A Gulf of Uncertainty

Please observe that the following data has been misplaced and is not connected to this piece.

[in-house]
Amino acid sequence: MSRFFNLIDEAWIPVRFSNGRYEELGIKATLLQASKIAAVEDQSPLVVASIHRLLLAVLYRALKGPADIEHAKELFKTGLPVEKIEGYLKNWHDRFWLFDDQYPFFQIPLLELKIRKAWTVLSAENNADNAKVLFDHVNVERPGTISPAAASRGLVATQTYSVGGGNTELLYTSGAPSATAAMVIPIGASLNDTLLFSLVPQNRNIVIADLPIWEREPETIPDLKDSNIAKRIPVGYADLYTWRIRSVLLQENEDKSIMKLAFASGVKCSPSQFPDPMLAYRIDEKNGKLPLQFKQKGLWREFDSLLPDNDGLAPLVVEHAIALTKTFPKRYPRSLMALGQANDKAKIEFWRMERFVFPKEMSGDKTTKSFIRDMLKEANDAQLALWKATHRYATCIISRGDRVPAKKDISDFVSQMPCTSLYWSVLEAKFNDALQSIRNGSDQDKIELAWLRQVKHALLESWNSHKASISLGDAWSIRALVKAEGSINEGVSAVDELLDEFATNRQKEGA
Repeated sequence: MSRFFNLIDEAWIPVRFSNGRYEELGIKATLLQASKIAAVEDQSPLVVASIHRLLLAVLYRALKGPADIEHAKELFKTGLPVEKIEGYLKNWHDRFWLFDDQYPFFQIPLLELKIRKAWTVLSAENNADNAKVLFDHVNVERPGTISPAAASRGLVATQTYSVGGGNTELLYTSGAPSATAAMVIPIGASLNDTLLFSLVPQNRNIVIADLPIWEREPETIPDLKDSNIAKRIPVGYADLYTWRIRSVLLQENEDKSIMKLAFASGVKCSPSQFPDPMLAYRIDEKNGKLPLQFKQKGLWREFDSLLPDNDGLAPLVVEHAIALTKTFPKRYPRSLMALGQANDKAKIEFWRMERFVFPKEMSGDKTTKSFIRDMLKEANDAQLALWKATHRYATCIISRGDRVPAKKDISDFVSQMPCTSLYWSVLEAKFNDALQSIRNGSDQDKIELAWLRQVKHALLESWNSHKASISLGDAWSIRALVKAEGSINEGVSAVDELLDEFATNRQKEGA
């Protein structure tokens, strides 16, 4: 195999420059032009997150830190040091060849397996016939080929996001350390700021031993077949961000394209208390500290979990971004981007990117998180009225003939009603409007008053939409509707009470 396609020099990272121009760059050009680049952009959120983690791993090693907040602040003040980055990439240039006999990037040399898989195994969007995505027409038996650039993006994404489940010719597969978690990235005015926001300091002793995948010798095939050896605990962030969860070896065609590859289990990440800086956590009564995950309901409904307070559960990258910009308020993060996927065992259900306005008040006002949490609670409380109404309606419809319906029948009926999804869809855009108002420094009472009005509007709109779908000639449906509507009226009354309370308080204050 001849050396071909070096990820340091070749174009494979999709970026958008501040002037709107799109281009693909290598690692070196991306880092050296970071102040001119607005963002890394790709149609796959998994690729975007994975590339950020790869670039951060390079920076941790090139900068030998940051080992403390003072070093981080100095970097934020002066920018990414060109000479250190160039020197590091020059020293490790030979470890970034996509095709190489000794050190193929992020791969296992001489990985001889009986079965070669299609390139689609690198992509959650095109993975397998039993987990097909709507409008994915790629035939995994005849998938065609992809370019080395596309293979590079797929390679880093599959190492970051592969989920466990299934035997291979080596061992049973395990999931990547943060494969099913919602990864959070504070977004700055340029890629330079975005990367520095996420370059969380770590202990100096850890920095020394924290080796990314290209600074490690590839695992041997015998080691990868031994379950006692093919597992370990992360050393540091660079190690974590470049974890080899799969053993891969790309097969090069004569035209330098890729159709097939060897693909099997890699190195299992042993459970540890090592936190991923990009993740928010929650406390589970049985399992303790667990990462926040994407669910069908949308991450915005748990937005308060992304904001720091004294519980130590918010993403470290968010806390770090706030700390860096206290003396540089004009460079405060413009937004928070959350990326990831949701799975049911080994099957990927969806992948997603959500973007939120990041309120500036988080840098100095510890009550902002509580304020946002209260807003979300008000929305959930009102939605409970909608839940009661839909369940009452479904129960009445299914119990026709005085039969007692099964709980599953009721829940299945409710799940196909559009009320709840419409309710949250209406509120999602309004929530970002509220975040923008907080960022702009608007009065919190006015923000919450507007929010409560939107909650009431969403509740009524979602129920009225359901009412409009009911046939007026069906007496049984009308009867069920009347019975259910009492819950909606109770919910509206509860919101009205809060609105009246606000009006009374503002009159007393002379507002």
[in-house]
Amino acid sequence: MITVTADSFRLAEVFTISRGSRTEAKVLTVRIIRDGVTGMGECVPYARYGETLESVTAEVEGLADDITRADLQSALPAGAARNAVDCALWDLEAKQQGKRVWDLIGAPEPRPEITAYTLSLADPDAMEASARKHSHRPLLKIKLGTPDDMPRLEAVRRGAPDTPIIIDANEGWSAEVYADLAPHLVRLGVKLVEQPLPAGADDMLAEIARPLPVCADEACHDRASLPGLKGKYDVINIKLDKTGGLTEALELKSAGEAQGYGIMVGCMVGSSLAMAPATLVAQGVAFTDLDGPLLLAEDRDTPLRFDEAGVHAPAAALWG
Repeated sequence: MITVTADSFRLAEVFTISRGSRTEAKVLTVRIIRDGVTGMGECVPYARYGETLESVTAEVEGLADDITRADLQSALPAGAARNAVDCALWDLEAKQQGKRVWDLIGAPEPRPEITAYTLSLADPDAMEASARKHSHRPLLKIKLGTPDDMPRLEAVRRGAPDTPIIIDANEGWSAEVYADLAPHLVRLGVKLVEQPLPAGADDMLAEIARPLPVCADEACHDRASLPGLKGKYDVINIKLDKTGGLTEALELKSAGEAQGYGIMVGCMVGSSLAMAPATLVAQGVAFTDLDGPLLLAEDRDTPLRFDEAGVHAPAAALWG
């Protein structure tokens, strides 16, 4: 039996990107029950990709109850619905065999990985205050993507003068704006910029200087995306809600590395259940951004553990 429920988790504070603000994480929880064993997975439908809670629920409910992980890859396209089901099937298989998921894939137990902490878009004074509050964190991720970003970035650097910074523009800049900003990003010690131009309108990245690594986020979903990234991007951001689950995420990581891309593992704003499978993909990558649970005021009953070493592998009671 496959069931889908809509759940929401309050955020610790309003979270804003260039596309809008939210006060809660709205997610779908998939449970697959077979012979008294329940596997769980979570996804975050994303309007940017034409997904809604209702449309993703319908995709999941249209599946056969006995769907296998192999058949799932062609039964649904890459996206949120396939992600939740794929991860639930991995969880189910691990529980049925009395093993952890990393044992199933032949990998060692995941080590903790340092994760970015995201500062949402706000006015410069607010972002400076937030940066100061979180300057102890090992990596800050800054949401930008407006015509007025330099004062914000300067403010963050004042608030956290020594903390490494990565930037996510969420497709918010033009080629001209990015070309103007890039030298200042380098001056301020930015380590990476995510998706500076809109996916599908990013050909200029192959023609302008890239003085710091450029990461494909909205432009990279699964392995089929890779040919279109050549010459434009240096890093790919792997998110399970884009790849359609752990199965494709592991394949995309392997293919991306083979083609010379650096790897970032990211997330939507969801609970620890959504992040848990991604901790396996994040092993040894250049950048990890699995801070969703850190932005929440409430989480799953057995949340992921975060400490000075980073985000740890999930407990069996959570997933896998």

Many of the facts and uncertainties surrounding the BP Deepwater catastrophe dramatically underscore several of the recurrent themes in this book. The Deepwater Horizon offshore rig blowout in April 2010 killed eleven men and soon became the largest oil spill in U.S. history. At the time of this writing, it has been spewing oil for over two-and-a-half months and has no doubt exceeded in size the Ixtoc I (1979) blowout in the Gulf of Mexico. The actual size of the spill still remains a mystery, which typifies much of the uncertainty surrounding the event. By now it is reasonable to assume that the Deepwater rig has released over 200 million gallons of crude oil. BP is reported to have used two million gallons of dispersants, the most ever used in an oil spill. Despite an EPA directive issued on May 26 stating dispersants should be rarely used, the Coast Guard approved sixty-four exemptions in forty-eight days, allowing BP to disperse hundreds of thousands of gallons of the chemical on the Gulf ’s surface. These exceptions include occasions on which BP applied to the Coast Guard for permission after it had already used the dispersants (Wald, August 1, 2010). As of this writing, how this toxic brew has impacted, or may ultimately impact, the environment and coastal populations remains uncertain.